Ethereum Merge Puts Spotlight On Potential Centralization Issues
The Ethereum Merge has been successfully completed and the network has been operating on a proof of stake mechanism for about a week now. The success of the upgrade has been lauded by many in the community who have praised the resourcefulness and the innovation of the Ethereum developers. However, it seems the more time Ethereum spends as a proof of stake network, the more issues arise surrounding the decentralization of the network.
Is Ethereum Overly Centralized?
The months leading up to the Ethereum Merge had seen an increase in validators on the network. Given that it requires a total of 32 ETH and some technical know-how to become a validator on the network, a lot of investors have gone the way of using pools to stake their ETH and earn rewards on the network. This has now led to most of the validators coming from a handful of operators.
Just days after the Merge was completed, some in the crypto sector have raised alarm regarding the centralization of the Ethereum network. According to reports, the network is now even more centralized than when it was a proof of work network.
Out of the almost 14 million ETH that is currently staked on the network, almost 5 million ETH comes from decentralized protocol Lido Finance alone. The wider it goes, the more the centralization of Ethereum becomes alarming. A total of 5 stakers are currently controlling more than 60% of all the validators on the Ethereum network. This leaves only about 36% of all the staked ETH to every other staker in the space.
Even though stakers are not able to have more voting power by holding more than 32 ETH, they are able to spread out their ETH across multiple validators. What this does is it gives a handful of stakers immense voting power on the network. Hence the concerns about the deeply centralized nature of the network after the move to proof of stake.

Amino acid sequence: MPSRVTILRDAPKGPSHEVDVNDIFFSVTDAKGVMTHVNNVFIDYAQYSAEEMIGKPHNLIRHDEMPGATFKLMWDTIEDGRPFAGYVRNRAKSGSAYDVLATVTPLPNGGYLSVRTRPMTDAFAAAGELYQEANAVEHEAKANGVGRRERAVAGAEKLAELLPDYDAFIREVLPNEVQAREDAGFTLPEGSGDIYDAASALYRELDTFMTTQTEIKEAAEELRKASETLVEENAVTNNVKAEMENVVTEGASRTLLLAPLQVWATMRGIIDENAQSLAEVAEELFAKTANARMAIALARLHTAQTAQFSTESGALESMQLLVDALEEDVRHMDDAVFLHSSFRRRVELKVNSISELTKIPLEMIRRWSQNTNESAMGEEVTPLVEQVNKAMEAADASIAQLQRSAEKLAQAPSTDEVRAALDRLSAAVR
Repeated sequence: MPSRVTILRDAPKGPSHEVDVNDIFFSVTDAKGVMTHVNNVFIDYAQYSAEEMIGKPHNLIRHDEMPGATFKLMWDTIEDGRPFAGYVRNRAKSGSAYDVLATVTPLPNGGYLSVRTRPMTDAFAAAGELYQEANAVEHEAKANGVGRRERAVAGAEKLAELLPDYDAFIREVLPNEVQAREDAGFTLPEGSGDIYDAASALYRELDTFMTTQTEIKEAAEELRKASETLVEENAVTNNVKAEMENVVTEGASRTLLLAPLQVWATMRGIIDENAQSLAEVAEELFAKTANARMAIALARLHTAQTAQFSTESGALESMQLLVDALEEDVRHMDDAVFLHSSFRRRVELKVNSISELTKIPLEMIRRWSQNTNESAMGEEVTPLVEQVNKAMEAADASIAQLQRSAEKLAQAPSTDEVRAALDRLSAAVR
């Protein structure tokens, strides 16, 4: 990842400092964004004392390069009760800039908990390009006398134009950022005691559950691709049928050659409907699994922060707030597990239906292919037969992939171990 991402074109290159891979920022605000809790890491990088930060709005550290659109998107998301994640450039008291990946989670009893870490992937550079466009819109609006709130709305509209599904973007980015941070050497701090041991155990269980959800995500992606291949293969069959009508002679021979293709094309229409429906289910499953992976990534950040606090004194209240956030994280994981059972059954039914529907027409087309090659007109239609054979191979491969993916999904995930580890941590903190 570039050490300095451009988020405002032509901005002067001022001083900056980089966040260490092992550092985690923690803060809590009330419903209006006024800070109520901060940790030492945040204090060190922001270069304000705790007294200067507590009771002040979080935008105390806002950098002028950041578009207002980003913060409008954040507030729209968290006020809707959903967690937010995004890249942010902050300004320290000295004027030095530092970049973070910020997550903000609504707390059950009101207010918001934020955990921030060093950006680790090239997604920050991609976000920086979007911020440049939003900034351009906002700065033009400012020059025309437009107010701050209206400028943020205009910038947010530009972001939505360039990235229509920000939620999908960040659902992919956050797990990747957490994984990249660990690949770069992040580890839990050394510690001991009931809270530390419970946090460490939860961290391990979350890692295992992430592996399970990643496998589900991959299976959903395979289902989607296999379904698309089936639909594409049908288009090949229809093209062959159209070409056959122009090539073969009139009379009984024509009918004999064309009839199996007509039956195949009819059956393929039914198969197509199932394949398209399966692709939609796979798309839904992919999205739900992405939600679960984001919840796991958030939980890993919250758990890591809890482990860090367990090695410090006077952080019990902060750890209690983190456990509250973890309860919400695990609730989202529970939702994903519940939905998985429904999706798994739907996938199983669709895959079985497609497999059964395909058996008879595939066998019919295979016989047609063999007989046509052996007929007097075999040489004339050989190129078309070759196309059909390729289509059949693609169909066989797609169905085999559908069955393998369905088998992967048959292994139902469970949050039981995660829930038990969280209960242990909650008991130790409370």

Nearing 14 Million ETH
Despite what looks to be an overly centralized network, the staking on the Ethereum network has not slowed down by any metric. It continues to grow and is now very close to breaching the 14 million mark. With more than 13.8 million ETH already staked, 11.5% of the ETH supply is now locked on the network.
There were concerns raised about large-scale dumping that would happen after the Merge but since the withdrawal feature was left out of the Merge, stakers are still unable to withdraw their ETH for the foreseeable future.
Devs have also said that there will be no withdrawal protocols introduced for the Ethereum network for at least another six months, meaning that 11.5% of the total supply is expected to remain locked until at least the first quarter of 2023. This makes ETH an attractive investment given that such a large chunk of its supply is currently out of commission.
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